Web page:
Fundamentally, ESSA is about creating a set of interlocking strategies to promote educational equity by providing support to districts and schools as they work to ensure that every student succeeds. New York State is committed to ensuring that all students succeed and thrive in school no matter who they are, where they live, where they go to school, or where they come from.
To foster equity, the New York State ESSA plan:
- addresses disparities in training for teachers to help them be effective in the classroom;
- provides students more access to rigorous high school coursework;
- makes schools equally welcoming environments for all students;
- increases fiscal transparency in school building spending; and
- uses multiple measures to allow students to demonstrate proficiency in state learning standards.
Every student includes English language learners, students with disabilities, low-income students, neglected and delinquent youth, migrant students, homeless students, and students in rural districts where sparse population density creates its own challenges.
ESSA includes a wide array of programs that are designed to help to ensure success for students and schools. These programs provide schools and districts with resources focused on meeting the needs of students, parents and families, teachers, and school leaders.
Below, please find information, resources, technical assistance, data, and reports on the New York State Education Department (NYSED) ESSA programs.
Title I, Part A provides supplemental financial assistance to school districts/schools with a high percentage of children from low-income families, to provide all children a significant opportunity to receive a fair, equitable, high-quality education and to close educational achievement gaps.
Title III is designed to enable English Language Learners/Multilingual Learners and Immigrant Students to develop English language proficiency, as well as access the State’s challenging academic standards, through the provision of high-quality instruction and support.
Title IX, Part A (the McKinney-Vento Act) provides support to ensure that homeless children and youth have equal access to the same free, appropriate, public education; including a public preschool education, with the opporturnity to meet the same challenging state content and student performance standards.
NYSED's guidance on equitable services for nonpublic schools is intended to assist LEAs and other entities receiving federal financial assistance to fulfill their consultation obligations under ESSA to provide equitable services to eligible private school students, teachers, and other educational personnel, and, under some programs, to parents.
The New York State ESSA plan incorporates the principles of multitiered systems of support (MTSS) as a framework for both academic and behavioral instruction. MTSS is grounded in the belief that all students can learn and all school professionals are responsive to the academic and behavioral needs of all students. MTSS focuses on evidence-based practices, relies on student progress data to inform instructional decisions and ensures that each student, based on their unique needs, receives the level and type of support necessary to be successful.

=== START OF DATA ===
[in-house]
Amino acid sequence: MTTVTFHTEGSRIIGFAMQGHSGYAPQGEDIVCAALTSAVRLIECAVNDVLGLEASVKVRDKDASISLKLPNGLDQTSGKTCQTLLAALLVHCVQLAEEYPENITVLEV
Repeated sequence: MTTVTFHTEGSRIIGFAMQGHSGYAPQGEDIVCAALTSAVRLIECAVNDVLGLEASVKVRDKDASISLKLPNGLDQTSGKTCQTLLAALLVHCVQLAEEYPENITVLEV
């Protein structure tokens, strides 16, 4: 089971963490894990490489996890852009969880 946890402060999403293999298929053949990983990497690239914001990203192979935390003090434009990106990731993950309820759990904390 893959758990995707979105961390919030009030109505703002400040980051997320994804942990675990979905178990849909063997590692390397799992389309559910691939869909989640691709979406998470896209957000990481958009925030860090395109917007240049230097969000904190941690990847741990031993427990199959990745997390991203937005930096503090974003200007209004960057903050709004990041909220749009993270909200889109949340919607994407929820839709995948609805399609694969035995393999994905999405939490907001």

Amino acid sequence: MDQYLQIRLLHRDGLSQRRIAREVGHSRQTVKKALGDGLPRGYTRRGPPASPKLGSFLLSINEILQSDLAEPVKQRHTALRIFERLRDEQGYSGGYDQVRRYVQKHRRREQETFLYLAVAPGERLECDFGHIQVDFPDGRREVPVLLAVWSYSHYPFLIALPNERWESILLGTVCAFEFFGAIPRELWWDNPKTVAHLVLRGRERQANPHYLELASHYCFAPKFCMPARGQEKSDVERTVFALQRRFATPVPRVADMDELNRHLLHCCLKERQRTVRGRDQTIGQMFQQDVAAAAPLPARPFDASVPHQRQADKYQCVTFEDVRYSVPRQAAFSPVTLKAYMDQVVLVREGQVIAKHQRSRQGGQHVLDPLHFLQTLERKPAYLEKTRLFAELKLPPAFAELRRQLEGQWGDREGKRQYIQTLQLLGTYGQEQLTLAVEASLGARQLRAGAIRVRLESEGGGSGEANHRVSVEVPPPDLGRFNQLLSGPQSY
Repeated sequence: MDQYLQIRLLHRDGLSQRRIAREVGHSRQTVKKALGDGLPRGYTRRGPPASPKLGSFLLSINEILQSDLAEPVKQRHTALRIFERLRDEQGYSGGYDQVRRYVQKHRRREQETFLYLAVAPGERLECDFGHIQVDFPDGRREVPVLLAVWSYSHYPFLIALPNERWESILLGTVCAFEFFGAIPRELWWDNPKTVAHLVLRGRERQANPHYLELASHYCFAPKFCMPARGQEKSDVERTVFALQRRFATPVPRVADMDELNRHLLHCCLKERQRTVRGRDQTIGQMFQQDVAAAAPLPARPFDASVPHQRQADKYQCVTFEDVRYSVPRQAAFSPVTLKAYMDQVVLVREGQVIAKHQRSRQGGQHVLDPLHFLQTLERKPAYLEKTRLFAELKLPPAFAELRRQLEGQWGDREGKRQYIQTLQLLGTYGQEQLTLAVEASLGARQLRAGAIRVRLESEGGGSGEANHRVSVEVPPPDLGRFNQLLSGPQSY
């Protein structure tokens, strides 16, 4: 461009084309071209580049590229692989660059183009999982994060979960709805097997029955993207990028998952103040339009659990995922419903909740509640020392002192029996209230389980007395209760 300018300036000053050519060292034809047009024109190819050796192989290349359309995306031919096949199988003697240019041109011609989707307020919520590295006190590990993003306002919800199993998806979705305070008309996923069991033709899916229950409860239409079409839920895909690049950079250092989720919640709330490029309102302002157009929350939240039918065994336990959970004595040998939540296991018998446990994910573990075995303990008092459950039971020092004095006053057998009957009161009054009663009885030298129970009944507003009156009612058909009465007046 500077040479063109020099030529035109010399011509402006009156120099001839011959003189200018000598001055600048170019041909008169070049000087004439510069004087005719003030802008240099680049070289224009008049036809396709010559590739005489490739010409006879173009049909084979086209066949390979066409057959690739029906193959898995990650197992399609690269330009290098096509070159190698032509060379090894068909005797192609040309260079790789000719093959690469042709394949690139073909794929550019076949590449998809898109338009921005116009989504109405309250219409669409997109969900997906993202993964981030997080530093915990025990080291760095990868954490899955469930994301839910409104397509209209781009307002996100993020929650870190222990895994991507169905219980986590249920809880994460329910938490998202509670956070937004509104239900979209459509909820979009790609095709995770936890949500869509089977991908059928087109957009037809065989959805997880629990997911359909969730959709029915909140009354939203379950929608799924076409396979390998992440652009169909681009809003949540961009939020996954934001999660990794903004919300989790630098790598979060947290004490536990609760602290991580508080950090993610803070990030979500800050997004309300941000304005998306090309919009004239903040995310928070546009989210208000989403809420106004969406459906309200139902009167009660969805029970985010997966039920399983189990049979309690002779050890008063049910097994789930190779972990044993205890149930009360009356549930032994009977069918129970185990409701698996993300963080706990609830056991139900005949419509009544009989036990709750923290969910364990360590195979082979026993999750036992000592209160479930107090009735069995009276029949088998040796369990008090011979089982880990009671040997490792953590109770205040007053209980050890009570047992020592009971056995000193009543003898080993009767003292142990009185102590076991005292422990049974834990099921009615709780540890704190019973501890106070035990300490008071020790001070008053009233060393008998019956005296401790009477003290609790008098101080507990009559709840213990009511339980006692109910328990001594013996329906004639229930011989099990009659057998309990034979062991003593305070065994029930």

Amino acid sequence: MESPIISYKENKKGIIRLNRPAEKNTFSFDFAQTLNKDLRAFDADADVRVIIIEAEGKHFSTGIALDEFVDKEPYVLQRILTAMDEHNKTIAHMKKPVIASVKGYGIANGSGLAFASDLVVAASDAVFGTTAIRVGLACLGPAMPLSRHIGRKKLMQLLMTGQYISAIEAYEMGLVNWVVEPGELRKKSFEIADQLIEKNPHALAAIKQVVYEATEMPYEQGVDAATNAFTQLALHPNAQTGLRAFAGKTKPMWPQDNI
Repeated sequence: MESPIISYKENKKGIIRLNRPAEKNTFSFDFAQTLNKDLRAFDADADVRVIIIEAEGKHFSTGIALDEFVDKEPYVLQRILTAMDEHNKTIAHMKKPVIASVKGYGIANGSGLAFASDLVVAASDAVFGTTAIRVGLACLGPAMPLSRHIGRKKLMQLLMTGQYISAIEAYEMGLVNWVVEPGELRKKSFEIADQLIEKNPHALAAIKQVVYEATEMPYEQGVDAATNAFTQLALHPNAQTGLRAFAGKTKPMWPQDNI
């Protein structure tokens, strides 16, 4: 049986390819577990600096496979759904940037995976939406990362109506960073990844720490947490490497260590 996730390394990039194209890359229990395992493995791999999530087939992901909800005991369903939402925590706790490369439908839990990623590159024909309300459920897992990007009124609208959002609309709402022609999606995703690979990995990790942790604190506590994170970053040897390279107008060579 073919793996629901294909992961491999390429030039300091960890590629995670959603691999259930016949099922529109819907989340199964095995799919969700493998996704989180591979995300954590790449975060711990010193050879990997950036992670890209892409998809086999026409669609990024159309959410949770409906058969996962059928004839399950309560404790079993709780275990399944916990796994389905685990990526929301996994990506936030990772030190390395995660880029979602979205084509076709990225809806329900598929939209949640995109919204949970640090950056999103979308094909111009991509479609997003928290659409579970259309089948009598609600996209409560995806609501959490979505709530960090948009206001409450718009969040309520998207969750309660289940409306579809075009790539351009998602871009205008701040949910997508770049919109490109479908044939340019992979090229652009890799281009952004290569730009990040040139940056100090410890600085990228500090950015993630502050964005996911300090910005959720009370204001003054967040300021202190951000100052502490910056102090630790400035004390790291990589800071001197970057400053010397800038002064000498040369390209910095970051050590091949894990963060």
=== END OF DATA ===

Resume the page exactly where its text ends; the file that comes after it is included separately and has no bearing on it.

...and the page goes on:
Through its State Systemic Improvement Plan, NYSED is piloting the implementation of MTSS in 14 New York State schools. This pilot is designed to increase the capacity of school districts to implement, scale-up, and sustain evidence-based practices to improve outcomes for students with disabilities. The SSIP focuses on providing tiered intervention based upon students’ unique needs, using a lens that is responsive to each student’s social identity, culture and language.
The New York State ESSA plan also supports effective transition practices throughout a student’s educational experience and fosters coordinated transitions from early childhood education to postsecondary education. This emphasis on coordinated transitions directly aligns with the Department’s initiatives in transition planning for students with disabilities under the Individuals with Disabilities Education Act (IDEA). This alignment also promotes the development of schoolwide inclusive systems of transitions, based on a student’s individual needs, experiences, interests, and aspirations.
Building-level financial transparency under ESSA will help those interested in education learn more about the equity and effectiveness of our federal, state, and local educational resources. It is critical that we maximize every dollar to provide the best opportunities and improve outcomes for our students. Fiscal transparency reports will outline how much each school is spending per student and the source of the funds. These fiscal transparency reports will be issued for the first time in early 2020 for the 2018-19 school year. At the district level, they will inform conversations with districts about whether equitable resources are being provided to identified schools. At the state level, these reports can help inform future Board of Regents State Aid requests.